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I've clarified and simplified the question:

I have data that looks like this:


1D lanes of streams of data. Each row signifies the presence of a type with a 1 or a 0. Types tend to exist in chunks across the stream. The vertical order of the rows doesn't matter.

I am seeking patterns where dimensions coincide at two or more indices, both at the start of '1' group's, and also where any '1' groups overlap across all rows/dimensions.

Pattern can be offset with nearby adjacent indices, if it's proportion is maintained.

D = Dimension/Row N = Index in stream

(( D1(N), D25(N+4), D900(N-1) ), ( 3, 67, 90, 3000 ))

An example of a pattern match that migh occur at multiple places. Dimension01 at N, Dimension25 at index N + 4, Dimension900 at index N -1 occur at indices 3, 67, 90 and 3000.

The returned patterns:

  • Are ordered by the number of matching indices or by the number of dimensions in the pattern.
  • Match at least two dimensions at at least two points

How can I go about this?

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hmm, this question is unclear to me. I read it as I have some difficult unordered binary data ... Try to specify what data you have (how did you get it), what is final goal, what did you try, why it failed ... It should be much clearer –  xhudik Apr 9 '13 at 10:54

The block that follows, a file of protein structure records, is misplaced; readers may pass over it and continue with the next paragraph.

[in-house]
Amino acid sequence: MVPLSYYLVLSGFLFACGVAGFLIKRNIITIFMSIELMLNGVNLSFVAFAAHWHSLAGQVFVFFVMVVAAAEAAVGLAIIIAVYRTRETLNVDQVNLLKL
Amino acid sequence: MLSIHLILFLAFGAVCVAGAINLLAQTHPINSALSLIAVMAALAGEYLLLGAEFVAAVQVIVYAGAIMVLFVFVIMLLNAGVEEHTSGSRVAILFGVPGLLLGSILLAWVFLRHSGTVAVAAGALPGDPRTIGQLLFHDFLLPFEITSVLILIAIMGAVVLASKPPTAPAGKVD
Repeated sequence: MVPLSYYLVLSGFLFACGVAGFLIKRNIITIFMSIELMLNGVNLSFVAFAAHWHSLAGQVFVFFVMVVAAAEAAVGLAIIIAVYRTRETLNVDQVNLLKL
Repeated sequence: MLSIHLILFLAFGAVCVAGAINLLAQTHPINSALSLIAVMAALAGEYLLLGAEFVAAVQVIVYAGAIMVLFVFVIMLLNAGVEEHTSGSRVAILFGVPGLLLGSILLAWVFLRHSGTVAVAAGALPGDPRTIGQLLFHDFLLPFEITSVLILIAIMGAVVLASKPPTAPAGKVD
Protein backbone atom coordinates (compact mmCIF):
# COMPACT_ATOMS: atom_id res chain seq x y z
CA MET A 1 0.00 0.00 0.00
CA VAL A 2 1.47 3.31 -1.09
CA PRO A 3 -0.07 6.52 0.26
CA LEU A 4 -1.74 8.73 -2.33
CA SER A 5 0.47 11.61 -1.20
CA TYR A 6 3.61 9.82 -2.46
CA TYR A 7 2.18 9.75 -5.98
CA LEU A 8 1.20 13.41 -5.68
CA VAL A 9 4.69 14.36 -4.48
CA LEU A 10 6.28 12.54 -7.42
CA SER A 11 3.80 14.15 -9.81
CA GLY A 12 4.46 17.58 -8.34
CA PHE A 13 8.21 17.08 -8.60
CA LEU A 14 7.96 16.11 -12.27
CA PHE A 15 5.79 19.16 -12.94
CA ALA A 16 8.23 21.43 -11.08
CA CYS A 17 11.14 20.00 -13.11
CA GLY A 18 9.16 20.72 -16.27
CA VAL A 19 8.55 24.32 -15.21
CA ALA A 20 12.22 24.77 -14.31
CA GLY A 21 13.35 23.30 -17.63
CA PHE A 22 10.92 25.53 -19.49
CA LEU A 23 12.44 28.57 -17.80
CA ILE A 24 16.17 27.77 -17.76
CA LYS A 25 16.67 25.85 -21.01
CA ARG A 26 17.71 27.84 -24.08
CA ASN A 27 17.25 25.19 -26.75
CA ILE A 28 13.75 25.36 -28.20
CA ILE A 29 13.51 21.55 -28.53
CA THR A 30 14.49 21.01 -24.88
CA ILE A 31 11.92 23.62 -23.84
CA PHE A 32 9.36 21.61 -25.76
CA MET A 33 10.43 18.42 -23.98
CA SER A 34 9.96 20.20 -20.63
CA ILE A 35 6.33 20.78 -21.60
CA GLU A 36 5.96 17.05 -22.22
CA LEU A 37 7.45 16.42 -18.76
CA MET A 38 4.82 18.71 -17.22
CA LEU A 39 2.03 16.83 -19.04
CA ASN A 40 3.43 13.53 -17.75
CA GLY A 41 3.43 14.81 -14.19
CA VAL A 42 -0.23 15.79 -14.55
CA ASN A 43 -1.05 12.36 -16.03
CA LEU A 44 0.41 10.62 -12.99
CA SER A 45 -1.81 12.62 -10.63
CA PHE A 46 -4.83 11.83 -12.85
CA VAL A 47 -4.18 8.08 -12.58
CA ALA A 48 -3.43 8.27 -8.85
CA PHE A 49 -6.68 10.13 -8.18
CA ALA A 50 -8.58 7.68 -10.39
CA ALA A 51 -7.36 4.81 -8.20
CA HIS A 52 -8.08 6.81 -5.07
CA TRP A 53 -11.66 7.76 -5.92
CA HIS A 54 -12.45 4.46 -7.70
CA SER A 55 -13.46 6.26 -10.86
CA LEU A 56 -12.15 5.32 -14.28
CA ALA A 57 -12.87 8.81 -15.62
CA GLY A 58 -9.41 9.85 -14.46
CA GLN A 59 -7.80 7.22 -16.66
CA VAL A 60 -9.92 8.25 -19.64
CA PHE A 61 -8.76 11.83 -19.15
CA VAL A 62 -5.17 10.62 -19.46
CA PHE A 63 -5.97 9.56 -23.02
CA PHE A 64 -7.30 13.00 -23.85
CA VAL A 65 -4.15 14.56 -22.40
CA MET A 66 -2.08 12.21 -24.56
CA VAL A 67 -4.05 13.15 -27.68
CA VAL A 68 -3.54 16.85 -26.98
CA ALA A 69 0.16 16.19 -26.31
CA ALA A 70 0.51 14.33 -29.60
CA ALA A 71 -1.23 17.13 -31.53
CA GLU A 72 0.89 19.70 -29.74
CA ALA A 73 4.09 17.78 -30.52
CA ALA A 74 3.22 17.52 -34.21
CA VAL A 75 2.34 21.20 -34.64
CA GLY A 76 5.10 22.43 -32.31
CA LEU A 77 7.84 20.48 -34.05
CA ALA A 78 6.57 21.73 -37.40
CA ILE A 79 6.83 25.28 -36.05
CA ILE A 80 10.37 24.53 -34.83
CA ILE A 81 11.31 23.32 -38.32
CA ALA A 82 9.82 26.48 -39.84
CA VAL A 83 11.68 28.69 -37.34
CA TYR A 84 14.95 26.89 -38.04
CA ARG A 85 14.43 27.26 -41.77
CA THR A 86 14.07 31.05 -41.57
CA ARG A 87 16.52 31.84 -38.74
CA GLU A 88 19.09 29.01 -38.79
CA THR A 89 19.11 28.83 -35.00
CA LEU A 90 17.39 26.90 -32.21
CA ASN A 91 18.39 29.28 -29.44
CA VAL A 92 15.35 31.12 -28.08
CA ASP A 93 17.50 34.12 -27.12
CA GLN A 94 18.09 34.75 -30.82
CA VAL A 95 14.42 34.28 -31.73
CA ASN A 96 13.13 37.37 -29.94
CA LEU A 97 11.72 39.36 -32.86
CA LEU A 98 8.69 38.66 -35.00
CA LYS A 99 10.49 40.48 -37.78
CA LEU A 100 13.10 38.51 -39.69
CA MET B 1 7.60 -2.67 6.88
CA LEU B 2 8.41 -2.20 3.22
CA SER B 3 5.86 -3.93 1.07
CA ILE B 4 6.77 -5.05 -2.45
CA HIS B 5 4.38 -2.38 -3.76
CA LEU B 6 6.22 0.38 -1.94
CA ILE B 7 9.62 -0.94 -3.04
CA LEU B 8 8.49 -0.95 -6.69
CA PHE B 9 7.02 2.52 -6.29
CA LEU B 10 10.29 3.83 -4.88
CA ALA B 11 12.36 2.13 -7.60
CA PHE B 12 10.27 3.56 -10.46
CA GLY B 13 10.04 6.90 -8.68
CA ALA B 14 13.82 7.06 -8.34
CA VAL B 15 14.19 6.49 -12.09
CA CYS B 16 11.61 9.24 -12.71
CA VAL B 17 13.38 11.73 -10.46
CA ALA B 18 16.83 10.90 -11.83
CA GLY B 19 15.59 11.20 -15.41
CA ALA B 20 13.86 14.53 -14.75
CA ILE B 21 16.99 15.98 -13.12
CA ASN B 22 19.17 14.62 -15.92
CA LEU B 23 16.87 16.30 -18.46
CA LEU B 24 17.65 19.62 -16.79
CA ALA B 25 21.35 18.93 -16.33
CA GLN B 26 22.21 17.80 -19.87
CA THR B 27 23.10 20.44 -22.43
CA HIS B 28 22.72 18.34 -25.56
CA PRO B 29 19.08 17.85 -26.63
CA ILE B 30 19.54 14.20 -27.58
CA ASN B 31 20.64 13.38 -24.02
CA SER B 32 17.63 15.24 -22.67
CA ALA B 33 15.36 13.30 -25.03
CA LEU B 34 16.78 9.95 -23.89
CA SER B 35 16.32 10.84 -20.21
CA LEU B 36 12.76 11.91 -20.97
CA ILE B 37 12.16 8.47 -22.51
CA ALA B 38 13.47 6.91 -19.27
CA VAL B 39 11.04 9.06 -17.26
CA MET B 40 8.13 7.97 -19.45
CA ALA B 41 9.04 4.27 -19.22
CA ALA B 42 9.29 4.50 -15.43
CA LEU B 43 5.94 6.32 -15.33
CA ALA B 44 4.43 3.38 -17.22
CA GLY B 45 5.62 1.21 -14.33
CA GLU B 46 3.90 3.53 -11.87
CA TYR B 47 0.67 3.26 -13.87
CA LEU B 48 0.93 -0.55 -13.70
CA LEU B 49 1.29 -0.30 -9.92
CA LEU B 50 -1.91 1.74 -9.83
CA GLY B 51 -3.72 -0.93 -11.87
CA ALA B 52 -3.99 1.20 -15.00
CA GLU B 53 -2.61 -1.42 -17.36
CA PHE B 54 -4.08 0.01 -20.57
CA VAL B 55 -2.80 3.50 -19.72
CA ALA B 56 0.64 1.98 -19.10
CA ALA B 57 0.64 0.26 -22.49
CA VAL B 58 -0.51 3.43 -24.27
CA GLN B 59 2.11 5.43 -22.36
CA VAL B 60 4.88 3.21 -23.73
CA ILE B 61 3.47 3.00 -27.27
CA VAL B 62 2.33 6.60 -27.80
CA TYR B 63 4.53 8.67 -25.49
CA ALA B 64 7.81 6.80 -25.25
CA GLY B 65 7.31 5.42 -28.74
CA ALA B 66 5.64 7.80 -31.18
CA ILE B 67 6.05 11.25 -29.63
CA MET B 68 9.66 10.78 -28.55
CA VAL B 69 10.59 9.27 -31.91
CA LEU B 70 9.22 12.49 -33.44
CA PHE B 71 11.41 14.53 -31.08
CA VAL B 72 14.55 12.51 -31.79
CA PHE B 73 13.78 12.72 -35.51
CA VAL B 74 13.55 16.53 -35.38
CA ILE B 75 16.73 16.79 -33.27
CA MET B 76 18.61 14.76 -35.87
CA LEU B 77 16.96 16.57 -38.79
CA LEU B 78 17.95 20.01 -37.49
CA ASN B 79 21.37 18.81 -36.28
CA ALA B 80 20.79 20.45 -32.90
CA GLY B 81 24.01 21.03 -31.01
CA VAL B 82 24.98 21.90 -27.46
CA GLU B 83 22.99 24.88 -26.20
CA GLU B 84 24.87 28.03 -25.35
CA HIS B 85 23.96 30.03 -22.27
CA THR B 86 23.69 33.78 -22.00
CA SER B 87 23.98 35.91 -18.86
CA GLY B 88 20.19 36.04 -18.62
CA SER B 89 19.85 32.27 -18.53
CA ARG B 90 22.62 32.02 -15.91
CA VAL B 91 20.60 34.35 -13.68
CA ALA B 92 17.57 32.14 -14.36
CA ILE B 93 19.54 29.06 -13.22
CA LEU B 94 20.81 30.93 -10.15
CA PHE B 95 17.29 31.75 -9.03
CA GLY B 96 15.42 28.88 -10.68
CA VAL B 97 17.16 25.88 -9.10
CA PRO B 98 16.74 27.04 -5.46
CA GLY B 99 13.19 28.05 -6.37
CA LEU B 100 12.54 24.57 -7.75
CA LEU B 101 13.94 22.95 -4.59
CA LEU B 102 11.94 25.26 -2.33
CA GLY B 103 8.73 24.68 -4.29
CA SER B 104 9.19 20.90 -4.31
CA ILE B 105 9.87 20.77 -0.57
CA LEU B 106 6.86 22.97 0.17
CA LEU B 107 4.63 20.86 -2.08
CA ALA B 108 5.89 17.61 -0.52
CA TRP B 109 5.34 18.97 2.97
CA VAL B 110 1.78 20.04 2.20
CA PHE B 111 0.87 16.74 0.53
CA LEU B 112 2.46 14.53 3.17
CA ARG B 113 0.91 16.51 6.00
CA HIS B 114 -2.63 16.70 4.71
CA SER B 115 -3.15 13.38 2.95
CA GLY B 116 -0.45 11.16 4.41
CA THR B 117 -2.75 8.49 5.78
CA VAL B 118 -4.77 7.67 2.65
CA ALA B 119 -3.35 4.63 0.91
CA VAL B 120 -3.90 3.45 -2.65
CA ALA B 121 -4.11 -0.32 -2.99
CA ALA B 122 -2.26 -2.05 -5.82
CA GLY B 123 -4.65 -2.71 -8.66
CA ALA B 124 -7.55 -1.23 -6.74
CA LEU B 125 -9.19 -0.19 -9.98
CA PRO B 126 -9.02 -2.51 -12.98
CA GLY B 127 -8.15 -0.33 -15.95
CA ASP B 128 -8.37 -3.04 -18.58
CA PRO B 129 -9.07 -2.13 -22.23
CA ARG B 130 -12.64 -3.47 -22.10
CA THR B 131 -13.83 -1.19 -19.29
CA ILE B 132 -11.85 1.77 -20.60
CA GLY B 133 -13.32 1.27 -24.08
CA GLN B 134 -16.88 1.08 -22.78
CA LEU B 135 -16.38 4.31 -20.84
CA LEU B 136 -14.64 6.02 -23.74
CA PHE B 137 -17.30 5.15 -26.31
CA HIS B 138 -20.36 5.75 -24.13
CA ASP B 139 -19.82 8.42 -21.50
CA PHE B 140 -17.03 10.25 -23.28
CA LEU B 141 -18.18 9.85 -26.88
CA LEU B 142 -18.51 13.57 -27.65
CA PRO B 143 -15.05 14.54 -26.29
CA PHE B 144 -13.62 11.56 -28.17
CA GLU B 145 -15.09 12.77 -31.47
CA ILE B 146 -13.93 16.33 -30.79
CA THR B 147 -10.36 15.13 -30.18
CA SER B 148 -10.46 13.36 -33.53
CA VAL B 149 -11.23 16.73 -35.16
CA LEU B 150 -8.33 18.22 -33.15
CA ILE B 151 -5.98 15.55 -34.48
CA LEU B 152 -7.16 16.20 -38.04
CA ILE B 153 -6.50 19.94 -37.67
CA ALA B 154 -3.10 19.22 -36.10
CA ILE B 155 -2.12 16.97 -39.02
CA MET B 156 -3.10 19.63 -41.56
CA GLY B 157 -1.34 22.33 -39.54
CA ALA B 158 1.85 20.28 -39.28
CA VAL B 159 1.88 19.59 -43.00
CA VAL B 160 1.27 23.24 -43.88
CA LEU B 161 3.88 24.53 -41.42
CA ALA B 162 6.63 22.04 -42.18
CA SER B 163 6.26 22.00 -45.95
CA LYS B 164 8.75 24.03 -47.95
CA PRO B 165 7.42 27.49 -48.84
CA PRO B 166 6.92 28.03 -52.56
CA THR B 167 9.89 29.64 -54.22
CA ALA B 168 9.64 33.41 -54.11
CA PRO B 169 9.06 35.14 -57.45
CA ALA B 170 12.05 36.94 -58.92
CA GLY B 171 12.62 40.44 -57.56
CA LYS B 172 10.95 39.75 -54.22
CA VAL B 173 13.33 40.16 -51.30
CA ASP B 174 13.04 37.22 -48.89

Hi, xhudik. I just edited my post to clarify the question. –  JamHam Apr 9 '13 at 18:11
It's not really clear what you mean by "dimension". Is the order of the columns relevant? If each column corresponds to a "dimension" then for instance swapping column number 2 with say column 18 does not modify the problem? –  bluenote10 Jan 23 '14 at 15:14

1 Answer 1

As far as I understand, appraoches for Frequent Itemset Mining might be what you are looking for. As a starting point I would look into the famous Apriori algorithm, which is one of the most basic techniques to detect common blocks of "1" elements in your example (assuming that we can interpret each column as an independent dimension, and there is no specific semantic/relationship between the dimension, which would modify the problem since the order of dimensions becomes meaningful).

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